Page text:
If you follow this blog on a regular basis, you’ll probably recognize the woman featured in the video below. Madeleine Leander was featured in a previous entry in October of last year. In that original video, she highlighted her first summer of calisthenic training. Now six months later, she shows her latest accomplishments. As you’ll see, she has continued to improve. Throughout the video, she demonstrates a variety of challenging bodyweight movements. Yet despite her impressive abilities, there’s a brief statement towards the end of the video that stands out most to me.
Patience and Perseverance
Before I elaborate on that statement, I encourage you to first watch the video in its entirety. The movements that this woman performs would be impressive for anyone. She’s not just strong for a girl. She’s just plain strong.
Sadly, there will be people who watch this video who assume that they lack the ability to ever perform these movements. And it is for that reason that I particularly enjoyed Madeleine’s statement towards the end. At approximately three minutes into the video, she states the following:
“I can finally balance on my hands for a long time. It took a lot of training though, as I worked on it almost every day for about 9 months.”
The significance of this brief statement is monumental. Nine months is a long time to repeatedly practice an exercise that you cannot perform. Plenty of people would have given up long before. They wouldn’t continue to practice day after day if they kept falling after every attempt. Fortunately, Madeleine didn’t give up. She isn’t the type of person to try something once and then quit if everything doesn’t go smoothly on the first attempt.
Recognize The Journey
Videos such as Madeleine’s can be quite inspiring, but it is important to recognize and appreciate the journey that took place before these highlights were captured. In today’s world of instant gratification, there are many young athletes who do not understand the significance of patience and perseverance. They want everything yesterday, not tomorrow.
Therefore, it is great to see Madeleine remind everyone just how long it took for her to improve. I wish more people were willing to share their failures, rather than simply highlighting their achievements. Because contrary to popular belief, there really is no such thing as an overnight success.Â True strength requires a significant investment in time. Just because an athlete captures headlines out of nowhere does not negate the hours upon hours of work that he or she performed previously when no one was looking.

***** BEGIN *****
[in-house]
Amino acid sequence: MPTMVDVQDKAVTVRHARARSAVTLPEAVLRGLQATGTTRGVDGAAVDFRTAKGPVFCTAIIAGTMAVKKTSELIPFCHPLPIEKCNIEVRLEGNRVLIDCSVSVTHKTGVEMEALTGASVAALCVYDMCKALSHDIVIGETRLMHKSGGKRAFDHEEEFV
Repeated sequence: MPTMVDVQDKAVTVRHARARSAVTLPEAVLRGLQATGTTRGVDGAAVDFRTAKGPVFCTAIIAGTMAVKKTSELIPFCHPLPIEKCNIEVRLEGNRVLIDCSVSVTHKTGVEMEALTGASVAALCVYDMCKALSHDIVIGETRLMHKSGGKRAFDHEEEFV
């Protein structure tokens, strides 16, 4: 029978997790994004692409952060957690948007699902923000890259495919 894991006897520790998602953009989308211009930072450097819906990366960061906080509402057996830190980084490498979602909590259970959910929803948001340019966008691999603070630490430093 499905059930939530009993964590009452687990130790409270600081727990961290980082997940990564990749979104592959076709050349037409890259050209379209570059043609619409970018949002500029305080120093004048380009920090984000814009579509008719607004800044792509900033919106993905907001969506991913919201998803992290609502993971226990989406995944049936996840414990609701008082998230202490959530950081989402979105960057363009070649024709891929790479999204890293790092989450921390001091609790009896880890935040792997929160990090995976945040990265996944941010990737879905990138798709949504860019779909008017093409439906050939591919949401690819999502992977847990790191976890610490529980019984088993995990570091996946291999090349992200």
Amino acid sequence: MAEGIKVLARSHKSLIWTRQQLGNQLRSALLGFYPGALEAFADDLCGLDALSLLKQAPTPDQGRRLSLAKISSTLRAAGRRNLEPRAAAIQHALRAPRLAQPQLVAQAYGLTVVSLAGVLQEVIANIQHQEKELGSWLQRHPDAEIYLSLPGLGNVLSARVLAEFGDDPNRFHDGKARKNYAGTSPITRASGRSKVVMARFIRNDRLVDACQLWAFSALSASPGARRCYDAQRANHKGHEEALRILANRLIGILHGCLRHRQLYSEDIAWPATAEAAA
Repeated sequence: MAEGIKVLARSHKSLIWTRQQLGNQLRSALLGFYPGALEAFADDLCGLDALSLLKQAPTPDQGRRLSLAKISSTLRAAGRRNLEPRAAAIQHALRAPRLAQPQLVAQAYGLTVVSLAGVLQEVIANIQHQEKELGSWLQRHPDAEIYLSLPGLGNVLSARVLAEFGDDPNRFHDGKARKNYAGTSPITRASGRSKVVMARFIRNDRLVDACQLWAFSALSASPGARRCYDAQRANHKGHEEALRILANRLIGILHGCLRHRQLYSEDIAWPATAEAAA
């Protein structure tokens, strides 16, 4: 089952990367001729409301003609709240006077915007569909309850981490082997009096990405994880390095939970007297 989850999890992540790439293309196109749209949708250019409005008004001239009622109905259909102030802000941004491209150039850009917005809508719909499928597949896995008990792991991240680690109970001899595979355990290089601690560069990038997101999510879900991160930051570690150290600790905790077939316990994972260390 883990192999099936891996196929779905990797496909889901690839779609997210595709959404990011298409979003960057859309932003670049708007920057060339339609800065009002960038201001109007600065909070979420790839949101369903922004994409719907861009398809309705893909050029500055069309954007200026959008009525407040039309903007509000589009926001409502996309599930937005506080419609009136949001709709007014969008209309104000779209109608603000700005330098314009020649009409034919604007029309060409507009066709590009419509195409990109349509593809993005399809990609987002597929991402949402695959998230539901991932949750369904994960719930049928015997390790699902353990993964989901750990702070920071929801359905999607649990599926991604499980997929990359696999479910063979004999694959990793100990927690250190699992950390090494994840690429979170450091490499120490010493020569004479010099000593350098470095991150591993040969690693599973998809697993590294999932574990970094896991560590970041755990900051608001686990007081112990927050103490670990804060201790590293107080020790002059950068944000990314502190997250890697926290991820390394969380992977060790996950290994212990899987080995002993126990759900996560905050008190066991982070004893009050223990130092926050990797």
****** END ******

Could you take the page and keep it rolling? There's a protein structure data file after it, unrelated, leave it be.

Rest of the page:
In summary, if you plan to separate yourself from the crowd, be prepared to fail. And if you haven’t failed, you haven’t truly challenged yourself. In many ways, I consider failing to be a prerequisite for success. Speaking for myself, many of my own failures have proven to be invaluable. Failing (often repeatedly) has provided me with many of my greatest learning experiences. Thus while falling flat on your face may not be fun at the time, you’ll often look back and be grateful that it happened. You just can’t quit before you’ve given enough time for those failures to blossom into future successes.
Related Entry: Girl Power
“Being realistic is the most common path to mediocrity.” – Will Smith
Long time reader. Just started your Never Gymless 50-day workout schedule. I struggle with discipline and staying focused day in and day out, so I figured a public statement on your blog will help hold me accountable.
You will hear back from me in 50 days.
Thanks for the motivation,
Good Luck Deric, I look forward to seeing how you’ve got on after 50 days.
Thanks Ross for the hard but true words of wisdom.
I love it when people who you would underestimate at first look, achieve great results and teach everybody a lesson.
If you read her workout blog, she posted half a dozen videos of sample workouts. What was most admirable is that after each set, she just grins to the camera. This is fun for her. Do what you love and you will most surely succeed it!
Hey Ross. Longtime reader and calisthenics enthusiast.
Just want to drop a line and say I’ve been Handbalancing since late 2012. I spent months just trying to get upside down, then morn months trying to get to a fifteen second hold. Now I’ve spent the past two years inching towards a one arm hold. Still not there, progress has been a millimetre at a time. The point is to never give up on your goals.
Thanks for all the great work and inspiration